Lizzie Armitstead wins mass dash to take Philly title, World Cup lead
Lizzie Armitstead (Boels Dolmans) prevailed in a mass dash to the line on Sunday in the women’s Philadelphia International Cycling Classic.
Attacks fired and fizzled, and in the end it was a large group charging up the Manayunk Wall for the final time in the 73.8-mile World Cup race.
Armitstead proved the strongest of them, taking the victory ahead of Elisa Longo Borghini (Wiggle Honda) with Alena Amialiusik (Velocio-SRAM) third.
She also took over the World Cup lead, with 315 points. Longo Borghini now sits second in the series with 296 while former leader Anna van der Breggen (Rabo-Liv) slipped to third with 290.
With four laps to go Jasmin Glaesser (Optum) was off the front alone. Alison Jackson (Twenty16-Sho-Air) attacked the bunch and rode up to her, but the two couldn’t stay away, and with three laps to go it was gruppo compatto going over the Manayunk Wall.
Next to have a dig was Velocio-SRAM, which began sending rider after rider off the front, starting with Tayler Wiles. But nothing stuck, and with two to go a successful break remained unrealized, though plenty of riders were going backward.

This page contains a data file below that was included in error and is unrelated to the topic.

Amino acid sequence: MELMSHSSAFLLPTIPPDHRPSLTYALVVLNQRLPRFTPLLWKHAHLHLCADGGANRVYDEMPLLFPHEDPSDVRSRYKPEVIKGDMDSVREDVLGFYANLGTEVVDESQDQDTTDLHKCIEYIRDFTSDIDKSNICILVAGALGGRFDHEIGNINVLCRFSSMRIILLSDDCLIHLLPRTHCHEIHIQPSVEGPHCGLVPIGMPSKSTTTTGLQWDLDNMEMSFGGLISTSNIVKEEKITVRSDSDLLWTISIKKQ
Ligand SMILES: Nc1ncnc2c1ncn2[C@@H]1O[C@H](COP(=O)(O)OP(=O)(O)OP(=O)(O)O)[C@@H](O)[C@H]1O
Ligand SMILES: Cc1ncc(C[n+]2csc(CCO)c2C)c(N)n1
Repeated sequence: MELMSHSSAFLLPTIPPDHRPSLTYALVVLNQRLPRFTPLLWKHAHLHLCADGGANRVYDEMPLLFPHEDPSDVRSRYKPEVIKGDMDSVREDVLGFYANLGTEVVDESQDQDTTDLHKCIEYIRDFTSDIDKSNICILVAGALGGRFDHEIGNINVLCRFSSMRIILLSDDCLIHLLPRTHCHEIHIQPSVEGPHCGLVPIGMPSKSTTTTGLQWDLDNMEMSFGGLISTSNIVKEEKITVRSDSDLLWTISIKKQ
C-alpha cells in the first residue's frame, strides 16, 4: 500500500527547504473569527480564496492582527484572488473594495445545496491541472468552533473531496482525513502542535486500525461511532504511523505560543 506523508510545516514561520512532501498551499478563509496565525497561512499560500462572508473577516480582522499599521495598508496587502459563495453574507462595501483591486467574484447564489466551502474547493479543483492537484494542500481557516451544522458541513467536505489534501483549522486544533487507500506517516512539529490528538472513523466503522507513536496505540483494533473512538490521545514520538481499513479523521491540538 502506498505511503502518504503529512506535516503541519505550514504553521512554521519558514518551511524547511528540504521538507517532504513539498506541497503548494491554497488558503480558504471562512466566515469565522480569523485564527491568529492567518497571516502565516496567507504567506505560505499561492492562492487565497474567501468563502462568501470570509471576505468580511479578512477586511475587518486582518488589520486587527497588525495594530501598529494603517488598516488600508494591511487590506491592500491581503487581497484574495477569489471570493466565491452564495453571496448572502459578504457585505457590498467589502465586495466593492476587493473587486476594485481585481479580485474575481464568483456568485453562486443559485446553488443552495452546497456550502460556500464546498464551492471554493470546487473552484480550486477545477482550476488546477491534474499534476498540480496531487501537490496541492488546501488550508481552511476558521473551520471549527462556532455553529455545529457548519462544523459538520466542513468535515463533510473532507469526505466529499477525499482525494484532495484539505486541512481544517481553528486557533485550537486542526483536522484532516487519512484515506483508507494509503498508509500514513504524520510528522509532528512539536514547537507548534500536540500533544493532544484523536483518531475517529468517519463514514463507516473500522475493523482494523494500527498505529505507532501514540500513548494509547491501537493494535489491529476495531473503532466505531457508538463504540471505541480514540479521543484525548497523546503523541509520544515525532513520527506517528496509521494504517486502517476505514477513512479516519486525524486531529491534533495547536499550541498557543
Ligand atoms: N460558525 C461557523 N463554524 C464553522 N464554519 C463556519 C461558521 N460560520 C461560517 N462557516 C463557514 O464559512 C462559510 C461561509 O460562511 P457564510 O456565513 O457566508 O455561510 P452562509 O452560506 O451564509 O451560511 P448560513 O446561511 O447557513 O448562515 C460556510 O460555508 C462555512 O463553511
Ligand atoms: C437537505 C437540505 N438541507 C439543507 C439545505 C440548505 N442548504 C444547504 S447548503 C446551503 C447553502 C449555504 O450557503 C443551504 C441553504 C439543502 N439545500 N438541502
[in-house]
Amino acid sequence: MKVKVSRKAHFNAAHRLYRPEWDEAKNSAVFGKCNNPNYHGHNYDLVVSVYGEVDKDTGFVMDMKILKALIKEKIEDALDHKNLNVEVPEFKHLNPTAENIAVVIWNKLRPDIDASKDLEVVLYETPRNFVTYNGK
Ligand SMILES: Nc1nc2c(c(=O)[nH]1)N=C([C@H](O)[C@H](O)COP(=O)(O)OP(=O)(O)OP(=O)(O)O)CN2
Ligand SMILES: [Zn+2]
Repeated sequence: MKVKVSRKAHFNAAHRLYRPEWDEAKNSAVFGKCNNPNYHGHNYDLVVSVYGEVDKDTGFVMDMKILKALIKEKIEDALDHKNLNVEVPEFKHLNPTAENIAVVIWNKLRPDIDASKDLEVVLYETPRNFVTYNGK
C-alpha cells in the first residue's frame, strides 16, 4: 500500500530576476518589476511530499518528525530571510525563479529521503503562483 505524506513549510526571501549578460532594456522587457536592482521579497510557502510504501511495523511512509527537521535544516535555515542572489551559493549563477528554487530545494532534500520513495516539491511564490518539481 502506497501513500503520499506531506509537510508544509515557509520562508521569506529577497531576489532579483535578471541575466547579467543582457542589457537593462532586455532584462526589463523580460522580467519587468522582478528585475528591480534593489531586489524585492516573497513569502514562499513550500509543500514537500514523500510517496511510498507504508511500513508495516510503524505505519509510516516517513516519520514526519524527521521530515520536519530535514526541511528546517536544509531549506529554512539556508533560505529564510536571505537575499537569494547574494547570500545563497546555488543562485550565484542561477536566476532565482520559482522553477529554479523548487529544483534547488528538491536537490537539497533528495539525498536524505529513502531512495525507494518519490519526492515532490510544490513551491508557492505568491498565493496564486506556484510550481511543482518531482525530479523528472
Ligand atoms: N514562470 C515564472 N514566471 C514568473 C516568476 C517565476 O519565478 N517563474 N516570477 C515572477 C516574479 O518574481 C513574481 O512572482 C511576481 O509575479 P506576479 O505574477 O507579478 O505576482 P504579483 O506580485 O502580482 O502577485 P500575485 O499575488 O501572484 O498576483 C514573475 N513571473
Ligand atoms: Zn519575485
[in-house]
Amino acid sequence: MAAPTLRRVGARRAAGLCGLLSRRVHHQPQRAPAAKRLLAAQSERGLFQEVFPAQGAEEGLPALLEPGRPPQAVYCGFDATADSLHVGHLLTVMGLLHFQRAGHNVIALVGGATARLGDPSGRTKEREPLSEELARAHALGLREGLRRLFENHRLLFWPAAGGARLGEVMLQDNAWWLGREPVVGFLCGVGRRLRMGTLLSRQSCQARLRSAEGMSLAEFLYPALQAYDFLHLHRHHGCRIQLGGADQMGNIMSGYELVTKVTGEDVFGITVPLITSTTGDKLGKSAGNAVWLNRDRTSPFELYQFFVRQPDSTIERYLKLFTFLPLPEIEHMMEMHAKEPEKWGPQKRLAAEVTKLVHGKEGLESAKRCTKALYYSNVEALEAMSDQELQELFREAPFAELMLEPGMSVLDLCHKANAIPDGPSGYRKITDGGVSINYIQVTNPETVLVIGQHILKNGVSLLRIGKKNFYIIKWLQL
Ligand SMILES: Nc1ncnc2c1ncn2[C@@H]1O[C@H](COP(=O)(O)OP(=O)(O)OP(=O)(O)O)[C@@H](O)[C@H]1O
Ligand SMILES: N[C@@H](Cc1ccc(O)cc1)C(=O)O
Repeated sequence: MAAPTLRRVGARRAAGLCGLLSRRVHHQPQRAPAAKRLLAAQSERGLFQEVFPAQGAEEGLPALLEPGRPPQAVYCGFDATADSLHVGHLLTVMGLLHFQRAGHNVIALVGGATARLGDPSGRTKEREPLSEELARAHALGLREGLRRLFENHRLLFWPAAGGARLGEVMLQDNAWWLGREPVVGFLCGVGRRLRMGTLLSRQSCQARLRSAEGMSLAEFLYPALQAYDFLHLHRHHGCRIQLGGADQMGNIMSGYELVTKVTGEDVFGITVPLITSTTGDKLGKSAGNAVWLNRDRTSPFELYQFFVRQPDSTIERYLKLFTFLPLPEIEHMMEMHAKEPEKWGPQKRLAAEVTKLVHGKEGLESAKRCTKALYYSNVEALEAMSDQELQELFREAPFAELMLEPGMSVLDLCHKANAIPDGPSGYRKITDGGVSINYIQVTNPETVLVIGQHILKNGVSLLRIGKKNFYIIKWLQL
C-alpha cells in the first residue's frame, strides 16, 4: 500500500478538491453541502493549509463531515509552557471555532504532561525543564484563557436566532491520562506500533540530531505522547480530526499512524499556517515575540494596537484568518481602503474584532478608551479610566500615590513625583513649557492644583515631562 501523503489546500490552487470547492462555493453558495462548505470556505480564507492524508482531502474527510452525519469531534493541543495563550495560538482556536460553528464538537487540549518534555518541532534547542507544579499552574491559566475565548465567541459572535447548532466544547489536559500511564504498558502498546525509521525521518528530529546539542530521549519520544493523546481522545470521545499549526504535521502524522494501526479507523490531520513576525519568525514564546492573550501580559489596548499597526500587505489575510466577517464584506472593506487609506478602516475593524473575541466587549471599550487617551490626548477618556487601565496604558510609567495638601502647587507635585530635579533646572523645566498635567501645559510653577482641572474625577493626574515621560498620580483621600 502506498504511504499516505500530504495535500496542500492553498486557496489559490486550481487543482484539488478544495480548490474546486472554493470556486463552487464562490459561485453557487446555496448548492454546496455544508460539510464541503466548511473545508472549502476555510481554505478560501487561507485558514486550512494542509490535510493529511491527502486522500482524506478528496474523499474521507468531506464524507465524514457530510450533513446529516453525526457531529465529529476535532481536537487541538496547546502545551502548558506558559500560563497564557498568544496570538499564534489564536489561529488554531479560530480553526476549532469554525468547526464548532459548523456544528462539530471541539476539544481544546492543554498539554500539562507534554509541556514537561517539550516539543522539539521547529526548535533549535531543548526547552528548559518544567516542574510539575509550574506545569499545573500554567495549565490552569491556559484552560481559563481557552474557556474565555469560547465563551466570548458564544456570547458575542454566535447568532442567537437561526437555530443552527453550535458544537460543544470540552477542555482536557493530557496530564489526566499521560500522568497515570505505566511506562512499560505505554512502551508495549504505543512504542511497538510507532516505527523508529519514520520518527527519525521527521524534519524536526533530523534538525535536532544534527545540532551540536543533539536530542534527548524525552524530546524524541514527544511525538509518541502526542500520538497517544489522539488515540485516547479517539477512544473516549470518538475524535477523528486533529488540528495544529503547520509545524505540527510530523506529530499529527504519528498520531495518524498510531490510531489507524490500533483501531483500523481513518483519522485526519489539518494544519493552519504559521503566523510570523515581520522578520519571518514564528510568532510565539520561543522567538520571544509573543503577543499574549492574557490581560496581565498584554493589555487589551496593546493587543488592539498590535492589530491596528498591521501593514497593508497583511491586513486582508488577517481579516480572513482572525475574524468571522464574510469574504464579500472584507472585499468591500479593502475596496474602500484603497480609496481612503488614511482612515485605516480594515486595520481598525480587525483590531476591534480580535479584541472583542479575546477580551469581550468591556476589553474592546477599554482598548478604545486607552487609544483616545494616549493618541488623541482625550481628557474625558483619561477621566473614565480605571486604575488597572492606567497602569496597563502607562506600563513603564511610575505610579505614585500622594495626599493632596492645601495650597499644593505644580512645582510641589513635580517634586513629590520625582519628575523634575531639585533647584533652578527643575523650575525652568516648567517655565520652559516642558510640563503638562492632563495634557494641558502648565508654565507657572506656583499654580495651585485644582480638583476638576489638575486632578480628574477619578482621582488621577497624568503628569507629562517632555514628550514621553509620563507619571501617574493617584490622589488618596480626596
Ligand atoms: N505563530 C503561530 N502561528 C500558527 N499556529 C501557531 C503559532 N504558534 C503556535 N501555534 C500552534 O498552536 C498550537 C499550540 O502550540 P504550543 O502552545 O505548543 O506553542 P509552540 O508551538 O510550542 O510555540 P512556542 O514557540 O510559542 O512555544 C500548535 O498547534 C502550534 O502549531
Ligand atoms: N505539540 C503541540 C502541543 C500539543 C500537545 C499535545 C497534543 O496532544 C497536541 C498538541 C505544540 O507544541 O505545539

The status quo prevailed as the shrinking peloton tackled the Wall for the penultimate time. Ten riders crested with a slight advantage going into bell lap, but they soon found themselves with company on the descent. Wiggle Honda teammates Longo Borghini and Giorgia Bronzini made the lead group, as did Armitstead and Shelly Olds (Bigla).
Charlotte Becker (Hitec) was next to try her luck, taking a 20-second edge going into Lemon Hill. An attack on the climb by Lex Albrecht (Optum) briefly slashed into Becker’s advantage, but the chase remained disorganized, with riders attacking in ones and twos.
Then Twenty16 took the front and set about shutting Becker down — only to see Dalia Muccioli (Ale-Cipollini) roll off the front before the catch and open her own gap. But she too was pulled back, and then Velocio-SRAM took charge at the front.
But they would not take the title — instead, it was Armitstead who powered to the flowers.